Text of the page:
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Fungus governs soil’s carbon content

January 28, 2014 in Carbon, Fungus, Soil, Vegetation changes

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By Tim Radford

The soil stores the greater part of the Earth’s carbon. Just how much it stores is determined largely by what sort of fungi live in the roots of plants and trees, researchers have found.

LONDON, 28 January – Most of the planet’s carbon is neither in the forests nor the atmosphere. It is in the soil under your feet. US scientists think that they have identified the mechanism that keeps most of this awesome treasury of carbon locked away in the soil – or surrenders much more of it back to the atmosphere. The answer is: a fungus.

This answer matters because what happens to soil carbon is critical to predicting the planet’s future climate, according to Colin Averill of the University of Texas at Austin.

He and colleagues from the Smithsonian Tropical Research Institute in Panama and Boston University in Massachusetts report in Nature that the storage of carbon in soils is influenced by the mycorrhizal fungi that live in symbiotic relationships with plants.

In a symbiotic relationship, creatures benefit from each other, and in this case the fungi extract nitrogen from the soil, and make it available to the roots of the growing plant. Plants take carbon from the air to make their tissues; when a tree falls, or a branch breaks, or a shrub dies, most of the carbon gets back into the atmosphere through decomposition. But some gets buried, and stays in the soil

Averill and colleagues decided to look at the respective roles of two kinds of mycorrhizal fungus: one group known as ecto- and ericoid mycorrhiza (EEM), and another called arbuscular mycorrhiza (AM). The first produce enzymes that degrade nitrogen.

Out-competing microbes

That means that whenever there is organic nitrogen in the soil, the fungi take the greater share: they compete with soil microbes for the soil nutrients.  So the scientists predicted that if the EEM type was dominant, then there would be greater proportions of carbon conserved in the soil.

They then looked at all the known data about soil carbon and nitrogen in various ecosystems: the boreal forests of the north; the temperate woodlands, the tropical forests and the grasslands.

An Amanita mushroom, the fruiting body of an ectomycorrhizal fungus associated with the roots of a Hemlock tree in Harvard Forest, US Image: Colin Averill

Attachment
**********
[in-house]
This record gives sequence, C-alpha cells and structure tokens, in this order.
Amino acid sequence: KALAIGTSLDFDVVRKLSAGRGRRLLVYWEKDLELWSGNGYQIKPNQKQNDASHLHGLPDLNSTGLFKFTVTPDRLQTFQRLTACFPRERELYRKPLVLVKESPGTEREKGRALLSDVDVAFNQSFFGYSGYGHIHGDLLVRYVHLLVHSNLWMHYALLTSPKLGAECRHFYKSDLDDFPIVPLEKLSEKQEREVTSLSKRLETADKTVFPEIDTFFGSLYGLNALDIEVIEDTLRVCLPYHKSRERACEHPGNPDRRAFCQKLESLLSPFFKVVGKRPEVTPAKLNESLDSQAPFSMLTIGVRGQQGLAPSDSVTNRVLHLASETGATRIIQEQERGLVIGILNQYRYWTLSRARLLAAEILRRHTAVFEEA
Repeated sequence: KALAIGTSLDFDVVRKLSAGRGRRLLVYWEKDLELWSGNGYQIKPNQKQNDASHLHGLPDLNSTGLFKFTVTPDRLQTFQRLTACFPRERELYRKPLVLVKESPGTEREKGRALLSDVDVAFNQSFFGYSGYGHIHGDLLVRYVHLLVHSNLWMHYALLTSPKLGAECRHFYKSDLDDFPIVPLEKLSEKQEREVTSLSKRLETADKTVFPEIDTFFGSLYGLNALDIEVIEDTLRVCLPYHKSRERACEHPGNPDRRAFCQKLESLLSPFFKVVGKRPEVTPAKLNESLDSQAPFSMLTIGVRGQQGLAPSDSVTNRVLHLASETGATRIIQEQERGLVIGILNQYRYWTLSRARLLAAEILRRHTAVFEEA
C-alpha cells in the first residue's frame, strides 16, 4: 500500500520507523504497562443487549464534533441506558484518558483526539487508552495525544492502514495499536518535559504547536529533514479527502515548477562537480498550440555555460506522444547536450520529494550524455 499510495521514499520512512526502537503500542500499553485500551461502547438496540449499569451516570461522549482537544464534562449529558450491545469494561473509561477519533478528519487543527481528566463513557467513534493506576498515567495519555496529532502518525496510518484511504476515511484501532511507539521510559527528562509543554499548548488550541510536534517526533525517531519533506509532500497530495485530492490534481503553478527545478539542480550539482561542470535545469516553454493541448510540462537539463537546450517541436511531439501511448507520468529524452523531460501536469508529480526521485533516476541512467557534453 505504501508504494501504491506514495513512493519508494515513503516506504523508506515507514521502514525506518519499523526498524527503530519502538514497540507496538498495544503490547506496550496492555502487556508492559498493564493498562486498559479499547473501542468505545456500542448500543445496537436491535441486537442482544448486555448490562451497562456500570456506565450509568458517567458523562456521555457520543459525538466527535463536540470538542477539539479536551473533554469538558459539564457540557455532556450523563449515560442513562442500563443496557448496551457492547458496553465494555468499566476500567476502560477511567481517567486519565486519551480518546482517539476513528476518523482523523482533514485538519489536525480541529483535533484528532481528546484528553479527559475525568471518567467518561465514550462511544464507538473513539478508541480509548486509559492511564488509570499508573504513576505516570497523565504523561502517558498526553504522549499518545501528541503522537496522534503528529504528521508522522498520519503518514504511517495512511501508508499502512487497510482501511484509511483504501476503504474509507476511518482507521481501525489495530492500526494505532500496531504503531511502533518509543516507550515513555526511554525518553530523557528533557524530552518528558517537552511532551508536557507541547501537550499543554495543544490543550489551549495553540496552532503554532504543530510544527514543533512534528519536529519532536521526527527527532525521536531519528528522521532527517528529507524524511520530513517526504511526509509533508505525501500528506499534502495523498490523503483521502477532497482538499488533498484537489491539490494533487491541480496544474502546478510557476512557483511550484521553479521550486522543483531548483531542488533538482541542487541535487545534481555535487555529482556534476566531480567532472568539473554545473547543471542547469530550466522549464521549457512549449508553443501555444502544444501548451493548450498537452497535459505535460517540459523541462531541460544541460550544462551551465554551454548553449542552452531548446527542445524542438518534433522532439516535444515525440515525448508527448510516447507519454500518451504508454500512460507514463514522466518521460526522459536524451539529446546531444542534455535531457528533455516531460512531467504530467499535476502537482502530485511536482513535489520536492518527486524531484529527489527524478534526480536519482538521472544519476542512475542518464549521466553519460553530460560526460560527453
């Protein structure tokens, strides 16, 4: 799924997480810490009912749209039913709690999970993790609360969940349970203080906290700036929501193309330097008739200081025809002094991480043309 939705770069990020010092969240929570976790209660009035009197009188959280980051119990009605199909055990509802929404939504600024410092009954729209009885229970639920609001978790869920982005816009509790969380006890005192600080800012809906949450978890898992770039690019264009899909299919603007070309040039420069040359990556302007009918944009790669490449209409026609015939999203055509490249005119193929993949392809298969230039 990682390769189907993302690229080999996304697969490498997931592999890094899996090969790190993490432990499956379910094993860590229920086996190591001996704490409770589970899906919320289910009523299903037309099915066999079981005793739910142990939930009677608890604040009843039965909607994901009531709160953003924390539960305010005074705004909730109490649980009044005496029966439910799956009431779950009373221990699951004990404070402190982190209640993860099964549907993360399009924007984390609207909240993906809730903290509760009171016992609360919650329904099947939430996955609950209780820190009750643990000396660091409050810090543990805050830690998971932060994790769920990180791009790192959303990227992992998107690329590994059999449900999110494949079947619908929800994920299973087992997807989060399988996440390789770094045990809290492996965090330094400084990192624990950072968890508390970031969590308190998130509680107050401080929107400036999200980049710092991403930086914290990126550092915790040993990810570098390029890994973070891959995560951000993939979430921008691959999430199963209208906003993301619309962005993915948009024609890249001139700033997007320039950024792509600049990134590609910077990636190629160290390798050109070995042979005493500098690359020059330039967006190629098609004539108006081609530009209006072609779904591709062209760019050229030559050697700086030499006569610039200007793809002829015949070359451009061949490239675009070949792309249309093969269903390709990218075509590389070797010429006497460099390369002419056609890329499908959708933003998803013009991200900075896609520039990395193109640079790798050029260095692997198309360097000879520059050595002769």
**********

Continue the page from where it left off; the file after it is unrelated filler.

Amanita mushrooms, part of an ectomycorrhizal fungus in the roots of a Hemlock tree in Harvard Forest, US
Image: Colin Averill

Where the proportions of arbuscular mycorrhiza were highest, the levels of soil carbon tended to be lower. In an EEM world, there could be 70% more carbon stored in the soil. Unexpectedly, they found that the relationship was independent of, and mattered far more than, the effects of net primary production, temperature, rainfall and levels of soil clay. What mattered most was the type of fungus dwelling in the roots of the forest trees, or the savannah grasses.

“Natural fluxes of carbon between the land and atmosphere are enormous and play a crucial role in regulating the concentration of carbon dioxide in the atmosphere and in turn, the Earth’s climate”, said Averill.

“This analysis clearly establishes that the different types of symbiotic fungi exert major control on the global carbon cycle, which has not been fully appreciated or demonstrated until now.”

Complex relationships

The research, once again, is a reminder that climate models depend on an understanding of how the world works, and that there is still much more to understand about planetary workings. Fungi are mostly invisible. Ceps, morels, chanterelles, truffles and field mushrooms are edible prizes that pop up from the soil, but most of the fungal action is below the soil.

The biggest single creature on the planet is not the blue whale but a fungus that covers 10 square kilometers of soil in the Blue Mountains of Oregon, in the US.

The research is a reminder of a secret kingdom buried in the first metre or so of the world’s soils, a kingdom with profound influence on the machinery of the planetary carbon cycle.

“The research is not only relevant to models and predictions of future concentrations of atmospheric greenhouse gases, but also challenges the core foundation in modern biogeochemistry that climate exerts major control over soil carbon pools,” said Adrien Finzi, of Boston University, one of the authors. – Climate News Network

Rainy mountains speed CO2 removal

January 19, 2014 in Carbon Dioxide, Mountains, New Zealand, Rainfall, Soil